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Lower selfing rate at higher altitudes in the alpine plant Eritrichium nanum (Boraginaceae)

Wirth, Lea Rahel, Graf, René, Gugerli, Felix, Landergott, Urs, Holderegger, Rolf
American journal of botany 2010 v.97 no.5 pp. 899-901
Boraginaceae, alpine plants, altitude, genetic background, genetic techniques and protocols, growing season, mating systems, microsatellite repeats, pollinators, progeny, selfing, weather, Alps region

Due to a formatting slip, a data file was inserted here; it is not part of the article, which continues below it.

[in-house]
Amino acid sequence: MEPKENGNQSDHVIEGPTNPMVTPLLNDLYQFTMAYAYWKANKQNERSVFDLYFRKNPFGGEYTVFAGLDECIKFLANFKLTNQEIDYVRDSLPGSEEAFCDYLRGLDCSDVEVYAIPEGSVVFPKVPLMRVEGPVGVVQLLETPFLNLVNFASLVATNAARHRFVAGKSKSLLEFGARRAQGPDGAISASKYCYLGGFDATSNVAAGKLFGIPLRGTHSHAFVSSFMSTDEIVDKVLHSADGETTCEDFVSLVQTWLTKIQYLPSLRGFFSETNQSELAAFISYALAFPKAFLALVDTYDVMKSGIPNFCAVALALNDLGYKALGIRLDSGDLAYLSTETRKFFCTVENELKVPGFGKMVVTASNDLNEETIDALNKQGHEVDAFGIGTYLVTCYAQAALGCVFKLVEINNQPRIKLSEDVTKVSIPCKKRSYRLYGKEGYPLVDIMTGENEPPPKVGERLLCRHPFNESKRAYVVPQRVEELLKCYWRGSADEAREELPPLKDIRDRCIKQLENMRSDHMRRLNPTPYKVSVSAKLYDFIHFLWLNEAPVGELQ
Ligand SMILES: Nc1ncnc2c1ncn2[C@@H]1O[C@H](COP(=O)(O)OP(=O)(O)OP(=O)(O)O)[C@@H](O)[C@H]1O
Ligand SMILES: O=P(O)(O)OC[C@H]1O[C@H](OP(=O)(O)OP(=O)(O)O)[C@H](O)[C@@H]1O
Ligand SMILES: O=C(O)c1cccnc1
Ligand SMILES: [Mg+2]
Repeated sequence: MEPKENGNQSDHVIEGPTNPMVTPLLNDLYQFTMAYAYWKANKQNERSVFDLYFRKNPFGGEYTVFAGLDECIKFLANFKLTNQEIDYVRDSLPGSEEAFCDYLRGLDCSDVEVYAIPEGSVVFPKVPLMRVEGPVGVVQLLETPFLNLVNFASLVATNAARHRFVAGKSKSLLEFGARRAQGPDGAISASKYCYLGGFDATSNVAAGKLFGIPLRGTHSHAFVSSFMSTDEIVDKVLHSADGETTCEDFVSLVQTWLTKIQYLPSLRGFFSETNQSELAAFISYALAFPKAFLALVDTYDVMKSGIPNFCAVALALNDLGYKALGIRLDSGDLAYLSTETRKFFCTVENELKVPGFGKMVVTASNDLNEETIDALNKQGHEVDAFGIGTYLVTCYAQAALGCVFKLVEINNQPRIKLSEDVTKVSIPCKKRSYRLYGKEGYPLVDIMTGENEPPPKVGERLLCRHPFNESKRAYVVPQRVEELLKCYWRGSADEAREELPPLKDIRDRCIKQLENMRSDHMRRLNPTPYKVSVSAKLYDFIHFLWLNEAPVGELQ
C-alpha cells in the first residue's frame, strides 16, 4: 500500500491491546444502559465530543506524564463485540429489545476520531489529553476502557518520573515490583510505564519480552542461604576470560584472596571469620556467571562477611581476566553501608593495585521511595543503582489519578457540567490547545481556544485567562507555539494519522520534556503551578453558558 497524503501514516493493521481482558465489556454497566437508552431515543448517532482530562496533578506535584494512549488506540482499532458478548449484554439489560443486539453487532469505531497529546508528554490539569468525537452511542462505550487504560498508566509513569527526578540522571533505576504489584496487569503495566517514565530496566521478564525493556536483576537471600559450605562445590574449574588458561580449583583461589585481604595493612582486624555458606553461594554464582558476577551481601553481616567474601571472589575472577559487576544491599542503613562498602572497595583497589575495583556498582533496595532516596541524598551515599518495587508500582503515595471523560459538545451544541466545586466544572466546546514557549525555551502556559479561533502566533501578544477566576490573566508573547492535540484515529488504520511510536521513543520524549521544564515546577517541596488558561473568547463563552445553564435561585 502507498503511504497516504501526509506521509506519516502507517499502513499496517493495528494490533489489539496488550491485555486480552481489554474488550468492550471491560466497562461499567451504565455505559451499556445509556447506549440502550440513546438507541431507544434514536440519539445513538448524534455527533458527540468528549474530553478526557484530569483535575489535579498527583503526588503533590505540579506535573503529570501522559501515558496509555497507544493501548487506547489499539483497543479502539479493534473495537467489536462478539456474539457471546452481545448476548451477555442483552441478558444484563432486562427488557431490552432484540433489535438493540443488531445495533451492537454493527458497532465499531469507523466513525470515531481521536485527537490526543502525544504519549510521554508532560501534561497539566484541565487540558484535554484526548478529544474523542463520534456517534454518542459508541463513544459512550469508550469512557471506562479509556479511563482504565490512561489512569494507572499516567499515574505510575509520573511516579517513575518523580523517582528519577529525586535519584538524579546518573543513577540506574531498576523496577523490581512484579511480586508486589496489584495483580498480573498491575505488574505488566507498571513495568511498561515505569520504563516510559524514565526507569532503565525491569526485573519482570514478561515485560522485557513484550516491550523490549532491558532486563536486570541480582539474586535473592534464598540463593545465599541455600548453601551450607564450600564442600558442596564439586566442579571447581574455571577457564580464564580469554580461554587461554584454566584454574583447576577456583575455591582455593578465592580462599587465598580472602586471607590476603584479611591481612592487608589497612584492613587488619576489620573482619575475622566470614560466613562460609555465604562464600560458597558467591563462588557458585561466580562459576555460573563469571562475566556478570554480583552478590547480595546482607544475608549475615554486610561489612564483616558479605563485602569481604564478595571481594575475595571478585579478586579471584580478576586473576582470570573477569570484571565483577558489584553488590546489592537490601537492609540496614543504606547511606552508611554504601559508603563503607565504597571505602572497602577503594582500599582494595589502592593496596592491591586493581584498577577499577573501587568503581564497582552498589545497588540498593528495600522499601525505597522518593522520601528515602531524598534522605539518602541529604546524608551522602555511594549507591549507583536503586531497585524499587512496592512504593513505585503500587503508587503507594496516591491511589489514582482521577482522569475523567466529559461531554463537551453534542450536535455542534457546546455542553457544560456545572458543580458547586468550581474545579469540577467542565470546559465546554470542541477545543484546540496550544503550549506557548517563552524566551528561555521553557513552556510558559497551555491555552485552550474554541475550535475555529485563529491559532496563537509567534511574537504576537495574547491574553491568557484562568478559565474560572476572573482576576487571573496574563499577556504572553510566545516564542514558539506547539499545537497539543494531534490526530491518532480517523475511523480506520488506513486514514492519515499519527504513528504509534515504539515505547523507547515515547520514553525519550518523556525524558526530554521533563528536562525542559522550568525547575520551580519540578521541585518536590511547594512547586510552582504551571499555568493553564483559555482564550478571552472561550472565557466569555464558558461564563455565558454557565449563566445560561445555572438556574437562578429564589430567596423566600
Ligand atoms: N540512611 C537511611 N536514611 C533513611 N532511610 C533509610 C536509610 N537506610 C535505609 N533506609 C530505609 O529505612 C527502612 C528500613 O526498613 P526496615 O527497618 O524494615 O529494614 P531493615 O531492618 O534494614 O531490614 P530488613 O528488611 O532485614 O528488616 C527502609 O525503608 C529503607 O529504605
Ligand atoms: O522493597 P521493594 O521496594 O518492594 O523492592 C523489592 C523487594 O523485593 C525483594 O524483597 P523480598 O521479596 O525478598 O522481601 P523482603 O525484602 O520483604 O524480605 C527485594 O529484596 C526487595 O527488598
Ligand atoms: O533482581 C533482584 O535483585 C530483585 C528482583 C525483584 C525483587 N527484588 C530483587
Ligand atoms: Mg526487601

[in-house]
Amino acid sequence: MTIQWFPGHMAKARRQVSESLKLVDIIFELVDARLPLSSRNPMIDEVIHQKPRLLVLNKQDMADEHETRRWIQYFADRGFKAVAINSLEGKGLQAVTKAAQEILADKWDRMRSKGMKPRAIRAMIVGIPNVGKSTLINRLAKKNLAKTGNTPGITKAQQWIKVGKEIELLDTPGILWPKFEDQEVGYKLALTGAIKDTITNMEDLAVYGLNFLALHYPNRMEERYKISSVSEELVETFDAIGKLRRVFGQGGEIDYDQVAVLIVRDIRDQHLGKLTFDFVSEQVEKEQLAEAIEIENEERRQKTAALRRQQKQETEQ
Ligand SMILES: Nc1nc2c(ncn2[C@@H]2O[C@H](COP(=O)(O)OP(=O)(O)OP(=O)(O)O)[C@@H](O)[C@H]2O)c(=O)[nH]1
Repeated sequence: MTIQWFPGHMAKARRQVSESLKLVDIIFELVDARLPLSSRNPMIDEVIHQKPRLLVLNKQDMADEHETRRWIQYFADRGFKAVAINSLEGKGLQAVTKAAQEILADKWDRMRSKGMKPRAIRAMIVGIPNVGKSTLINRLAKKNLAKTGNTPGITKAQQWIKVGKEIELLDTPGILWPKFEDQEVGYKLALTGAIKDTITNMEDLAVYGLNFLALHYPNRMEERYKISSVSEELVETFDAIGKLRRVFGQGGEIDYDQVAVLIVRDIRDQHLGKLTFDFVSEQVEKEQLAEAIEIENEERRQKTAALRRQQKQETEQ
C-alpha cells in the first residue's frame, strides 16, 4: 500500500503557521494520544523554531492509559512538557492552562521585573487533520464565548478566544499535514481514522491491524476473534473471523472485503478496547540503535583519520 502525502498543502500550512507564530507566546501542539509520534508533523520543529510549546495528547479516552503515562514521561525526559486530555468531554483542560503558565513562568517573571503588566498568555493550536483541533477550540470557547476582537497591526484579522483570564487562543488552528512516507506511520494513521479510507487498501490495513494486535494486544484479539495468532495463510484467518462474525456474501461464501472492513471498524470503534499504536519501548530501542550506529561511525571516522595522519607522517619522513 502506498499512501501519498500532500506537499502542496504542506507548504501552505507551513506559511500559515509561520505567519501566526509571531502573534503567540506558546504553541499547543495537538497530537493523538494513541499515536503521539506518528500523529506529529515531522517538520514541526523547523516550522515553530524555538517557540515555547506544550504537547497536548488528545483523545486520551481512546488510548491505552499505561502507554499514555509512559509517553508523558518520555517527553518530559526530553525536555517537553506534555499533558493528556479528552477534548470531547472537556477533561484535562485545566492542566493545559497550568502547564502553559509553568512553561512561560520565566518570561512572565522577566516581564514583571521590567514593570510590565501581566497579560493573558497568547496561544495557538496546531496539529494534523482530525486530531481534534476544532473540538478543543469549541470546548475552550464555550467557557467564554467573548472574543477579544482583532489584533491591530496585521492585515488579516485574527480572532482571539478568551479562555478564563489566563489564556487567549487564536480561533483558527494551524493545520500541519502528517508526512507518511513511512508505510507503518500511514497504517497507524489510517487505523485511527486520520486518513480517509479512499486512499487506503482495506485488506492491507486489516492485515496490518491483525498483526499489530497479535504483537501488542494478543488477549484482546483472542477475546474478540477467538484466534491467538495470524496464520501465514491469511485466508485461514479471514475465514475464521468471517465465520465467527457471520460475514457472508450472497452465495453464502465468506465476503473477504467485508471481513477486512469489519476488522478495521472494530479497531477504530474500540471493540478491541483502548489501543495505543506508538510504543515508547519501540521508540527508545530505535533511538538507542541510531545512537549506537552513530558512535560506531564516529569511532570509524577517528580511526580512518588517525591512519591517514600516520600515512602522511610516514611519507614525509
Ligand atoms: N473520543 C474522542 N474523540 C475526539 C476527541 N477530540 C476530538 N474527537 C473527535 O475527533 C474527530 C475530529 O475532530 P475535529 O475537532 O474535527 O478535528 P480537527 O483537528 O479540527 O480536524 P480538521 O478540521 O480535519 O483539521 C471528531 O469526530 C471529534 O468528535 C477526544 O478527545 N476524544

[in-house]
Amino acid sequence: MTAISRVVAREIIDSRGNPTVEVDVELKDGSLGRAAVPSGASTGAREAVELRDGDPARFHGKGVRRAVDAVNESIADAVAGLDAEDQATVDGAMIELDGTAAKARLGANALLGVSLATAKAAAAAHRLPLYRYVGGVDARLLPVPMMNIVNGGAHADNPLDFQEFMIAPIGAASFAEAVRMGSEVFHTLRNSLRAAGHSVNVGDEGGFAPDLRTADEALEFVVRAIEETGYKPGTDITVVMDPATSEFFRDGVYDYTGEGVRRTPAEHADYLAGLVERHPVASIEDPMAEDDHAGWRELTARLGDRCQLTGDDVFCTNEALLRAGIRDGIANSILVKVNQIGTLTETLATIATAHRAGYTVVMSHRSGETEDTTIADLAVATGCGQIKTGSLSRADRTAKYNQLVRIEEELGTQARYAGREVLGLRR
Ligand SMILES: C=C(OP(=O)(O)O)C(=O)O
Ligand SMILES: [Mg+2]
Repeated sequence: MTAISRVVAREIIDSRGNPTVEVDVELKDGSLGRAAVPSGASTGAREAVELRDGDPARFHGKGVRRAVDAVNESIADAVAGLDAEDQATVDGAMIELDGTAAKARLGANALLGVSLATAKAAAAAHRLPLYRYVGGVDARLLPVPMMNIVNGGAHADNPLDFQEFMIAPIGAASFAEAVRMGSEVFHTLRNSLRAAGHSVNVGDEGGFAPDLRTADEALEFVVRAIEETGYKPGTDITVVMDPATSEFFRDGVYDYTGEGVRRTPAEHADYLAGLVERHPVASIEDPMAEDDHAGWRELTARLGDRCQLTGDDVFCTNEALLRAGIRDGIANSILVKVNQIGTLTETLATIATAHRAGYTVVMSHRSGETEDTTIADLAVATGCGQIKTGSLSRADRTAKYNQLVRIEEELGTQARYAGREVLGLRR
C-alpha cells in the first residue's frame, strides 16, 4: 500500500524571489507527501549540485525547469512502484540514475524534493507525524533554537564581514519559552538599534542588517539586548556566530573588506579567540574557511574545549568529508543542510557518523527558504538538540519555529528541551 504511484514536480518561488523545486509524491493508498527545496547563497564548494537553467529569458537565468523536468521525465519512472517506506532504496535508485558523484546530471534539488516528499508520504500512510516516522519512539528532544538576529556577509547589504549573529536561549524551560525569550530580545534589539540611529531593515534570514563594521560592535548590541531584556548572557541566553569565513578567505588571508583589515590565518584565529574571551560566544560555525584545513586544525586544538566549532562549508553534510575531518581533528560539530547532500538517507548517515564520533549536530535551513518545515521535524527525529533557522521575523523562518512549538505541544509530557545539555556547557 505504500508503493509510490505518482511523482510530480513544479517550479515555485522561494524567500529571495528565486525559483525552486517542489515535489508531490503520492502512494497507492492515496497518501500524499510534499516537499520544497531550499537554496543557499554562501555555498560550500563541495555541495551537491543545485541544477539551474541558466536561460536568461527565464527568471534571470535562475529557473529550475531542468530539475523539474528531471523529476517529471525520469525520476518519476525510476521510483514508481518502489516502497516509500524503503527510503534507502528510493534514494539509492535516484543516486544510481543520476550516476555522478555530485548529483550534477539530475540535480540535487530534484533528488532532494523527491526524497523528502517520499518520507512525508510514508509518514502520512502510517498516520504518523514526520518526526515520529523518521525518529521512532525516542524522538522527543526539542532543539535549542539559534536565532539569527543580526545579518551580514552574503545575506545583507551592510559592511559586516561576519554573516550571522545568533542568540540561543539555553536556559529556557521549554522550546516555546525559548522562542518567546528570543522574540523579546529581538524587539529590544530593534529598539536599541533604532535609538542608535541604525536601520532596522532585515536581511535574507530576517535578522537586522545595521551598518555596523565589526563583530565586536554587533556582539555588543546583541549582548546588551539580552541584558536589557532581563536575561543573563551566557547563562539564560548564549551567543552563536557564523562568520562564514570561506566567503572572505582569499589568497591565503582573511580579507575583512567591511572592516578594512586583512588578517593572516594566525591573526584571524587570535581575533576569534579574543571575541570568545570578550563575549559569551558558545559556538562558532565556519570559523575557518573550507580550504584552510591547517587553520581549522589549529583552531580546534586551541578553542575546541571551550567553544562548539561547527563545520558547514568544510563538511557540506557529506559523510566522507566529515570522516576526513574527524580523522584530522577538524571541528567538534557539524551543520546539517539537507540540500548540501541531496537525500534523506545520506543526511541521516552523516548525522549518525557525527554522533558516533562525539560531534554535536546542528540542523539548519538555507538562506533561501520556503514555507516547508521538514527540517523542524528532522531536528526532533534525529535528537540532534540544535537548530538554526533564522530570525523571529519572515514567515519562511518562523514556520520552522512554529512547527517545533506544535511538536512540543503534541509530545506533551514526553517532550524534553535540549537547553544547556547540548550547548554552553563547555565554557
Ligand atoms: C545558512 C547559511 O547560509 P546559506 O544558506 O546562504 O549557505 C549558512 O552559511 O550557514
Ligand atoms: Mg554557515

A general hypothesis on mating patterns in alpine plants states that self-fertilization should increase with increasing altitude as a result of pollinator limitation at higher altitudes. However, realized selfing rates under natural conditions, as based on genetic progeny analysis, have not yet been determined for any alpine species across altitude. We therefore assessed the realized selfing rates in about 100 open-pollinated families of the high-alpine cushion plant Eritrichium nanum, sampled along an altitudinal gradient in the Swiss Alps, by using progeny analysis based on six microsatellites. In marked contrast to the general hypothesis, realized selfing rates in E. nanum significantly decreased with increasing altitude, and only progenies from low altitudes were predominantly selfed. However, the higher selfing rates of individuals at lower altitudes could have been caused by unfavorable weather conditions during early growing season when low-elevation plants flowered. In summary, our results on selfing rates in an alpine plant across altitude as well as the results of other studies using experimental hand-pollinations and/or population genetic methods generally do not support the expectation of higher selfing rates at higher altitudes. We therefore ask for further critical examination of realized mating systems in alpine plants.